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Who is using 5G?
by Martha DeGrasse 9/29/21

Amid the steady stream of carrier claims about who has the best 5G network, it’s easy to assume 5G is quickly becoming a mainstay of mobile connectivity in the U.S. It’s actually happening quite slowly, if it’s happening at all. As of July, more than 90% of US mobile data was still consumed on 4G networks, according to Opensignal. 


Carriers are working hard to get 5G phones into customer hands, but those phones spend a lot of time on 4G networks. When Apple announced the iPhone 13 series, the company said the 5G phones will conserve battery life by falling back to 4G when they’re being used for activities that don’t require 5G speeds.


So who is using 5G now? Private networks and public network slicing to support enterprise use cases have been named by carriers as promising 5G use cases, and these are starting to materialize. In Los Angeles, AT&T is building a private 5G network for the Ellison Institute for Transformative Medicine. The network will use mmWave to transmit high bandwidth data such as medical images, and lower band spectrum for smartphone communications. 


Several other companies have announced plans to deploy private 5G technology, including John Deere, which acquired CBRS spectrum licenses and is working with a vendor to build 5G networks at its factories. Right now its plans do not involve a wireless carrier, but that could change, as the company has said it wants to deploy 5G even in areas where John Deere doesn’t own spectrum licenses. 


When it comes to carrier-led 5G deployments to support specific use cases, the most active customer so far may be the U.S. military. Just this month, Verizon announced a major 5G deployment that will span seven Air Force Reserve Command installations and AT&T unveiled a 5G installation at California’s Naval Postgraduate School. These will support use cases that would not be possible without 5G, like video telemedicine support for airborne personnel, and unmanned autonomous vehicles.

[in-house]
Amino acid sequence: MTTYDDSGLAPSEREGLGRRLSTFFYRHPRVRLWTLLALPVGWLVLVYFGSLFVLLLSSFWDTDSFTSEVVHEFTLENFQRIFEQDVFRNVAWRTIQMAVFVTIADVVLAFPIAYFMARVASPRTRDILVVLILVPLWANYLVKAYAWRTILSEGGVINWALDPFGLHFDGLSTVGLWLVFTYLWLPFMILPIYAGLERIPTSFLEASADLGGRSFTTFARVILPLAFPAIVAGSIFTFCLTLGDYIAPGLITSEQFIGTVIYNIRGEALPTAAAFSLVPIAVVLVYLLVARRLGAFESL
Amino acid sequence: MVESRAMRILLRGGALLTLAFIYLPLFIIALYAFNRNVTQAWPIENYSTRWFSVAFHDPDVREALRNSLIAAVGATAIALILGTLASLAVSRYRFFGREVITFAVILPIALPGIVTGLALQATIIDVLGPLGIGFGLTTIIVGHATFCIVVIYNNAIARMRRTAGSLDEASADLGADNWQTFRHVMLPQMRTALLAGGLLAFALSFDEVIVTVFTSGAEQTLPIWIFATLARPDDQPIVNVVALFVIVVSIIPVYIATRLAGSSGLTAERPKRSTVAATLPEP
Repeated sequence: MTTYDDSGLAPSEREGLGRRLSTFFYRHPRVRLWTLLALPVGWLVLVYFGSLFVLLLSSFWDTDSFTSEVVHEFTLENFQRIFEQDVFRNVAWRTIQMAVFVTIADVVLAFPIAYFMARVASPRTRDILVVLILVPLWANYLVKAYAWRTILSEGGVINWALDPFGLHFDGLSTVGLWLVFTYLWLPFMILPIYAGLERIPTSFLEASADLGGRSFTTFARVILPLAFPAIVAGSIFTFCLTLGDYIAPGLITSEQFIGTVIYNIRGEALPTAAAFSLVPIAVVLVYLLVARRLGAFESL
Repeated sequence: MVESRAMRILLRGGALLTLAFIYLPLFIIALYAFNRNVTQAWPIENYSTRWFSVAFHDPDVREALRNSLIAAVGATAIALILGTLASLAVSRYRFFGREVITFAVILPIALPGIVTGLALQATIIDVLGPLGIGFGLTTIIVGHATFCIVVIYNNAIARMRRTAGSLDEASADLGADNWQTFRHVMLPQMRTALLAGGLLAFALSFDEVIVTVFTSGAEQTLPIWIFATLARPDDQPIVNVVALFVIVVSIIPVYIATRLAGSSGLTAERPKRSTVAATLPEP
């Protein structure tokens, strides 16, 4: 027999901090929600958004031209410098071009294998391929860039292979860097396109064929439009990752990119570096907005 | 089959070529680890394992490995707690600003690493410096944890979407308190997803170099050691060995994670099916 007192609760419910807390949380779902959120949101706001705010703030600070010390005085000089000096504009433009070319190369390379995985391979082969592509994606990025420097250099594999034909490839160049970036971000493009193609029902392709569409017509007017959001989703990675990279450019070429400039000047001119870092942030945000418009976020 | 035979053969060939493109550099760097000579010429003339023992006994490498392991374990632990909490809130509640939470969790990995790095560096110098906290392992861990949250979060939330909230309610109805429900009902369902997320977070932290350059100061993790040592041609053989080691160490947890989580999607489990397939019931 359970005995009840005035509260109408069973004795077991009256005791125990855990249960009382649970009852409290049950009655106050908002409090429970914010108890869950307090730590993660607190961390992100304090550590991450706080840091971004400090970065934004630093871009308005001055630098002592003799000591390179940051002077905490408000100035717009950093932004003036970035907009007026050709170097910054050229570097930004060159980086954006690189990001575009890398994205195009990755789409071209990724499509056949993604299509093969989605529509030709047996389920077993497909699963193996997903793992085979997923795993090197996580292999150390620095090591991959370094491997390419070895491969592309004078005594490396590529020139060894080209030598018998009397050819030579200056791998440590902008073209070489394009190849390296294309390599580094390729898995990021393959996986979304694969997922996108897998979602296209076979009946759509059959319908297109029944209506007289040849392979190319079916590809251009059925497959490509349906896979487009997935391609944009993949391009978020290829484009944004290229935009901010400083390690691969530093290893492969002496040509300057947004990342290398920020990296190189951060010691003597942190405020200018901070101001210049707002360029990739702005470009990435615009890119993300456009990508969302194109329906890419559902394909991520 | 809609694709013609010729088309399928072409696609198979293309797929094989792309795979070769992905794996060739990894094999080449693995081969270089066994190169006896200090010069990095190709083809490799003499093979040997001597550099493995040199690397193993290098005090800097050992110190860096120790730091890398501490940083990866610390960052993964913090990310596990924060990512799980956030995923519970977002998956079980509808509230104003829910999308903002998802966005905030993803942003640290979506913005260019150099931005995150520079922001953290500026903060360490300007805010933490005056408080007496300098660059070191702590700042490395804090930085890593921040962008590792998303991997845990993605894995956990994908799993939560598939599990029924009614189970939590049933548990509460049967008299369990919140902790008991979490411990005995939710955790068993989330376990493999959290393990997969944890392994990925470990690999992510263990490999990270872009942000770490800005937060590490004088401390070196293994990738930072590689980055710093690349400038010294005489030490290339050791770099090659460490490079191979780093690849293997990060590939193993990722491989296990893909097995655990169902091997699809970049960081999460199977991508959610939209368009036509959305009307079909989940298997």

As the largest holder of federal spectrum, the U.S. Department of Defense is actively pursuing opportunities to use 5G. 


“5G technologies could have a number of potential military applications, particularly for autonomous vehicles, C2, logistics, maintenance, augmented and virtual reality, and intelligence, surveillance, and reconnaissance (ISR) systems,” according to a paper released in August 2021 by the Congressional Research Service.


The DoD has selected 12 military installations as test beds for various applications of 5G technology, ranging from smart warehouses to augmented reality training to spectrum sharing. 


Federal spectrum is managed by the National Telecommunications and Information Association (NTIA) while commercial spectrum is managed by the Federal Communications Commission (FCC). With corporations pushing the FCC to open up federal spectrum for commercial 5G, the two agencies are not always on the same page.


“The advent of fifth generation communications technologies (5G) has increased the demand for multiple different frequency bands, which has the potential to disrupt military operations,” the Congressional researchers noted. 


Private interests respond to statements like this one by asking for more information. They want to know what operations will be disrupted and whether there are ways to share the spectrum.


The Congressional Research Service points out that spectrum sharing would require the DoD to disclose when it is using spectrum, which could be complicated from a national security standpoint.


Like the private sector, the DoD is experimenting with 5G use cases, but the DoD has important reasons to not disclose everything it’s doing or planning to do with this technology. Nonetheless, the military currently appears to be the biggest single consumer of 5G equipment and services in the U.S. This is worth remembering as the NTIA and the FCC work together on spectrum allocation.


According to Google Spectrum Lead Andrew Clegg, who spent 11 years managing spectrum for the National Science Foundation, the private sector may not need to take over more federal spectrum in order to achieve its objectives. He explained this recently at 6G World’s 6G Symposium.


“We need to take a closer look at the spectrum that has been used by previous generations,” Clegg said. “Let’s see if we can recycle that before we start grabbing more and kicking the government out.”

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